I think they needed help processing what they went through with their son, and with their own childhoods. I think Nanny should have talked about individual and couples therapy for mom and dad as a way to build more security for the kids. I could see the dad especially being emotionally manipulative of the kids as they get older, to keep them from "abandoning" him.
Is this the message you referred to in your PM? I just tried to respond to your PM, but it says invalid user. If you want to talk, great, but why PM me if you won't accept PMs back?? It's a discussion, and not personal.

Odd.
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#83 of 130 Old 12-21-2005, 12:42 AM
 
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I agree.... debate is great, but rude is rude.
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#84 of 130 Old 12-21-2005, 12:44 AM
 
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Rude?

A family was shredded and some of us disagree with heaping international public humilation on children.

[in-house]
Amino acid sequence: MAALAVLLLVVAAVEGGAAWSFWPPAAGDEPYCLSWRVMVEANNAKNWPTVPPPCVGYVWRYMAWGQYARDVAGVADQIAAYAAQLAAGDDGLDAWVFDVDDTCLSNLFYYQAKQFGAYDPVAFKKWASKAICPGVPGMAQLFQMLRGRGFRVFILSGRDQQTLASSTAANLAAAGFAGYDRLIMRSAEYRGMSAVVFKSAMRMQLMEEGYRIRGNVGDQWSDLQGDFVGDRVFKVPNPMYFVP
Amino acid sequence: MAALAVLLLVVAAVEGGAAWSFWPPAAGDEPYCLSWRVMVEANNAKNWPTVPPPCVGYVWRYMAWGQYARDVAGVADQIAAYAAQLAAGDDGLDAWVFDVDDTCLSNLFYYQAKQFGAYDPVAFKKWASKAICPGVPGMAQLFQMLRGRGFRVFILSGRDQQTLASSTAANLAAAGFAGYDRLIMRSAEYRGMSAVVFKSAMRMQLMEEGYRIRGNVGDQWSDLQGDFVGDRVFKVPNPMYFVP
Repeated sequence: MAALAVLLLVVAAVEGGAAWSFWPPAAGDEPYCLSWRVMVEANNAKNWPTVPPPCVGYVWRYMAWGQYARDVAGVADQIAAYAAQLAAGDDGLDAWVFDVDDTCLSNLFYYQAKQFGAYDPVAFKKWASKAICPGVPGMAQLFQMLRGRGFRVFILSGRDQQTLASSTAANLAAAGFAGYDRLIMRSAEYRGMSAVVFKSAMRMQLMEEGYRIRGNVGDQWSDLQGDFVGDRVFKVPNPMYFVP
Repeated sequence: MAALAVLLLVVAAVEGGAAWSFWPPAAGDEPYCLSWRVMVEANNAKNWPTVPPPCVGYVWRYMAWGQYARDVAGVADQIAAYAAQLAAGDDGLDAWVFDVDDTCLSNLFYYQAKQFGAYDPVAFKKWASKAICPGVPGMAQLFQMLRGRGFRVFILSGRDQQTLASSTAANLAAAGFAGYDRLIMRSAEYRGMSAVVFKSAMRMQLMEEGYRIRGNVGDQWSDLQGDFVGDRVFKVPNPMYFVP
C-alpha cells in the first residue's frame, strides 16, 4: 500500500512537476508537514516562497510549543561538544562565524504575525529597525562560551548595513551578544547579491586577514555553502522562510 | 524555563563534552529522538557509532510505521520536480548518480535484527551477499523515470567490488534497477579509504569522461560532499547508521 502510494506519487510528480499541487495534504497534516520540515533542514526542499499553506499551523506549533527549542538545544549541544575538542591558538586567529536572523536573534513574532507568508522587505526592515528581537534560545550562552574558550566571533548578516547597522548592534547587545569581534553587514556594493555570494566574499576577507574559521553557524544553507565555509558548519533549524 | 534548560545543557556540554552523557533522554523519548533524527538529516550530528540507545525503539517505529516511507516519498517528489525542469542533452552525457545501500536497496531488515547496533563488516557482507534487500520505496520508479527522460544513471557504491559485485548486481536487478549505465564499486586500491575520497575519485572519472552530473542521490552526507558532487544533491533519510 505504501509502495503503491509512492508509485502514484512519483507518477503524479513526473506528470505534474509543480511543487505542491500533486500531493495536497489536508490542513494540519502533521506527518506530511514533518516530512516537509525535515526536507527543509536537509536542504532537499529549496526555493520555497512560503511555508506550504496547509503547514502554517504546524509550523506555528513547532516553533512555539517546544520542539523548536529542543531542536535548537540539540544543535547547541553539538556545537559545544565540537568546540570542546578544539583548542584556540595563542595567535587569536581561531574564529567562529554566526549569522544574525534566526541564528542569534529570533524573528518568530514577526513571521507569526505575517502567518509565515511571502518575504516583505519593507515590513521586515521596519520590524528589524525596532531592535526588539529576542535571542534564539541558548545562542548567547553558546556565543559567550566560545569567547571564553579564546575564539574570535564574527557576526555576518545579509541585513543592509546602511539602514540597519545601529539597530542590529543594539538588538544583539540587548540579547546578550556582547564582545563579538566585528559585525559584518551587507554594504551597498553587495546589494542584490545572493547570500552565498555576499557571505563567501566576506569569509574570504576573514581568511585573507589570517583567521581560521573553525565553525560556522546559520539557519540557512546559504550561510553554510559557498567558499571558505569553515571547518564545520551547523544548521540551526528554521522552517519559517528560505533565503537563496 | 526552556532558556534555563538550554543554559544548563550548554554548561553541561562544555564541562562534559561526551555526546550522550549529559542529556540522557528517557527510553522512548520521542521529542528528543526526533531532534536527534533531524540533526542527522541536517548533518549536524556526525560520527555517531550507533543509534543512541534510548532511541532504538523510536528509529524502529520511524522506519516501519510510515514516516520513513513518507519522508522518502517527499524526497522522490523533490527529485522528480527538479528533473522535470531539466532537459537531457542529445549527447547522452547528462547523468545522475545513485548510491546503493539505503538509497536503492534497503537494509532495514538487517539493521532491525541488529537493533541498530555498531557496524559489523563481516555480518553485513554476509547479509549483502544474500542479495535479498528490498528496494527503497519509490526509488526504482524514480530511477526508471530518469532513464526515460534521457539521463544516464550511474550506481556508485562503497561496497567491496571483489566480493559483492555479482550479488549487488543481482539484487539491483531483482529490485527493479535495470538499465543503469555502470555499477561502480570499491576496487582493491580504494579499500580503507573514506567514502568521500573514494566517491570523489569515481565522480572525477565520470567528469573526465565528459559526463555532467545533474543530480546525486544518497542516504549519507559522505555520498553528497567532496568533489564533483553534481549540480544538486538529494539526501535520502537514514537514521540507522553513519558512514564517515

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#85 of 130 Old 12-21-2005, 12:51 AM
 
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You know, that is really, really rude. You take my empathetic post which felt nothing but kindness to those struggling parents, and are rude to me.
Obviously the mom and dad were desperate for help, or why else would they have done a show like that?

I respect your difference of opinion, but take offense at your way of expressing it.

You are reading personal stuff where there is nothing personal.

Desperate? I think the family wanted the 20 k , and maybe to show hsing in a positive light, and they got niothing but public humilation. Plus, according to the dad, they thought she was going to help them with organization, not ridicule them, force the mother to insult her MIL on national TV, humiliate the children and have the 4mos old scream itself to sleep. I didn't see them as desperate. Misguided and niave? Yep. But not desperate. The show was absolutely haunting in it's lack of respect for all of those children--which is why i am still arguing with some of you.

I feel sorry for the dad. He is now thought to be avoiding contact with his wife because he wants to spend time with his chidlren at night after being at work all day.